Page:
[Buddha-l] angels

L.S. Cousins selwyn at ntlworld.com
Thu May 26 03:42:47 MDT 2005


Interesting. We interpret somewhat differently.

I suppose we agree that the intended implication is that Sahaka was 
practising with nibbaana as his goal ? i.e. deathless (amata) here 
refers to nibbaana. In later texts, at least, I incline to agree with 
Dhammanando that the expression kaamesu kaamacchanda.m viraajetvaa is 
more likely to refer to the achievement of the stage of anaagaami, 
but it is perhaps not conclusive.

>Ah, that's what I like, a source.  Thanks, Lance.  So, according to this
>sutta, in a previous life, before he became Brahma Sahampati, he was the
>bhikkhu Sahaka leading the brahmacariya under the buddha Kassapa.  And he
>cultivated the five faculties and created enough merit to be later reborn as
>Brahma Sahampati. So this suggests that he was still a puthujjana, not on
>the ariyan path. Although, as the sutta mentions, these five faculties have
>the 'Deathless' as their goal, it seems that Sahaka did not fully cultivate
>them - he only 'eliminated desire for sensual pleasures' and so was 'born in
>a good destination, the brahma world'.

I would see this discourse as in line with a series of other texts in 
S V, referring to the deathless in this way. So I consider it likely 
that it is part of an extended treatment of the seven sets known 
later as the bodhipakkhiya dhammas.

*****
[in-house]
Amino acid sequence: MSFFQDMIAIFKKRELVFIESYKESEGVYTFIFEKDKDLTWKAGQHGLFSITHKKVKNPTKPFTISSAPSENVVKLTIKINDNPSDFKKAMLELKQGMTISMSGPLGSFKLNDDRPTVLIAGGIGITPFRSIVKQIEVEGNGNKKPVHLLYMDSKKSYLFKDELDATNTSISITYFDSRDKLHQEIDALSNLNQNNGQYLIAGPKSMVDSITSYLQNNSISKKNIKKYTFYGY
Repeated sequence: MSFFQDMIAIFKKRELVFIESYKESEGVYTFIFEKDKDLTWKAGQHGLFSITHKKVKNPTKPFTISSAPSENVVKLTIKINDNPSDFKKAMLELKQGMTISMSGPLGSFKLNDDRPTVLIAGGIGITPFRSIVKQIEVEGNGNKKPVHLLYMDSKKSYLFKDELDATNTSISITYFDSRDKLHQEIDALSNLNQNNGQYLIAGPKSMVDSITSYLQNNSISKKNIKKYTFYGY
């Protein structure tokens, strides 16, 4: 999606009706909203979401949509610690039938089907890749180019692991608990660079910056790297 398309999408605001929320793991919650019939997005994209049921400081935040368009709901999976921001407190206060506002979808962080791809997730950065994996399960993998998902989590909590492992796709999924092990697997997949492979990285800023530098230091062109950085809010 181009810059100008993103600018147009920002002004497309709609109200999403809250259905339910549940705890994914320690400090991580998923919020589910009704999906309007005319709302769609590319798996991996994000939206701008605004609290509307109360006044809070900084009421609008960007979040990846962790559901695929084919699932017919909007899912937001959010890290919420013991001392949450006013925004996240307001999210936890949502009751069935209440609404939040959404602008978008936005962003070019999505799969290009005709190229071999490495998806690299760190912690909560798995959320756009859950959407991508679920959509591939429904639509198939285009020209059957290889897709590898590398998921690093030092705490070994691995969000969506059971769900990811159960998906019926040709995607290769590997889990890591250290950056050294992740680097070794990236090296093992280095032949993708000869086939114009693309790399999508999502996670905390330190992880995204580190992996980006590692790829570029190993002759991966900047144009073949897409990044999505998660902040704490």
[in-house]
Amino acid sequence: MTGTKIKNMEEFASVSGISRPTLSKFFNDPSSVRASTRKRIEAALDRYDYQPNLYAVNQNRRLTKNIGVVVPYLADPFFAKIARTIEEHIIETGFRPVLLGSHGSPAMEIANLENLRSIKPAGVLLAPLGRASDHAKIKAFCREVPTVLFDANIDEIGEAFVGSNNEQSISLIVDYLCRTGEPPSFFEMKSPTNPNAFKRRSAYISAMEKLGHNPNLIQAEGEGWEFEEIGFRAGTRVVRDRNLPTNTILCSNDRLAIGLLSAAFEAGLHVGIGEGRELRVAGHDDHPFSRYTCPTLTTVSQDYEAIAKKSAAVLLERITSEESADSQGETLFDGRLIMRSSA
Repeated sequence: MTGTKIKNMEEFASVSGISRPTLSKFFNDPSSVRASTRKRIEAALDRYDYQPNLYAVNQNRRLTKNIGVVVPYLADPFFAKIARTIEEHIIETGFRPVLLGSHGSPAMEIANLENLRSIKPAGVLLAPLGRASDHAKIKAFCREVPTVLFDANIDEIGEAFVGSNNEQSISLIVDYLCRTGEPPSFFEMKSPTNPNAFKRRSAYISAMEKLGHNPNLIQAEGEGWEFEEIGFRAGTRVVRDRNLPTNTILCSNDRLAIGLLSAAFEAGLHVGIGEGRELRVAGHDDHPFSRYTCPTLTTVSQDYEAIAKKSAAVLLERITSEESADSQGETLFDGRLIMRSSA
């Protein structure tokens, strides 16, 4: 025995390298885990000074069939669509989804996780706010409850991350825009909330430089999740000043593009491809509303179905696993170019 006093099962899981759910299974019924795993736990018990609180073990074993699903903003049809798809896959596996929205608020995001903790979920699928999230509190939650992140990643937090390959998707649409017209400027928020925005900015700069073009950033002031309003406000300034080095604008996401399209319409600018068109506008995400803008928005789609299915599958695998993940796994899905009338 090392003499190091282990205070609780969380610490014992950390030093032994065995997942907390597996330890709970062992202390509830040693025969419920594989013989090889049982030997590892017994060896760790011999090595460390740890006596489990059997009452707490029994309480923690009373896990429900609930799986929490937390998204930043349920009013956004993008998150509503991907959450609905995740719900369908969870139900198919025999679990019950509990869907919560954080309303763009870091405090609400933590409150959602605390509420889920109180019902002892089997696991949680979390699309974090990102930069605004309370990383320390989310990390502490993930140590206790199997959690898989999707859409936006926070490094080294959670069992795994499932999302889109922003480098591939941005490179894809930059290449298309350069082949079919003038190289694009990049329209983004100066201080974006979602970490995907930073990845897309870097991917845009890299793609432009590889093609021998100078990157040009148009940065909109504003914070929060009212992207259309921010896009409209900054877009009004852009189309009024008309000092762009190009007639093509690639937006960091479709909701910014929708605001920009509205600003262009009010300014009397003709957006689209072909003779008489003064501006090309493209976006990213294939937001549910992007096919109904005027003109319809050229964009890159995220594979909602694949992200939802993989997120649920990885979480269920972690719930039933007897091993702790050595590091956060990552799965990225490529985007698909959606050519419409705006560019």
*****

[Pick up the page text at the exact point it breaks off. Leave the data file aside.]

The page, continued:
It will still come down to chronology. The Buddhist discourses 
contain a multi-levelled model of the Brahma world. That culminates 
in a highest level which can only be reached by developing the stage 
of never-return. (The lowest level requires at least jhaana; merit 
alone is insufficient.) Once that cosmic model was accepted, it is 
not surprising that in Buddhist sources (Theravaadin at least) the 
deity who requested the Buddha to preach was understood to be the 
chief deity of the Eldest Gods (Akani.t.tha) i.e. the highest and 
greatest of all beings who have a physical form. To some extent, he 
could be viewed as far closer to the Brahma of later Hinduism than 
the relatively minor ruler of the lowest Brahma heaven.

To disprove that interpretation one would have to show that:

1. This idea develops after the time of the Buddha and was not either 
inherited by him or introduced by him;
2. The story of Brahma Sahampati's Request belongs to an earlier 
stratum of Buddhist texts than the concept of the Pure Abodes.

This is not impossible and has been argued by various scholars. 
However, nothing  seems more than speculation.

Conversely, in order to prove that this traditional understanding is 
correct, we would need either to establish the antiquity of this 
cosmic model or to show the lateness of the Request story. And there 
does not seem to be sufficient independent evidence  as yet to do 
either of these.


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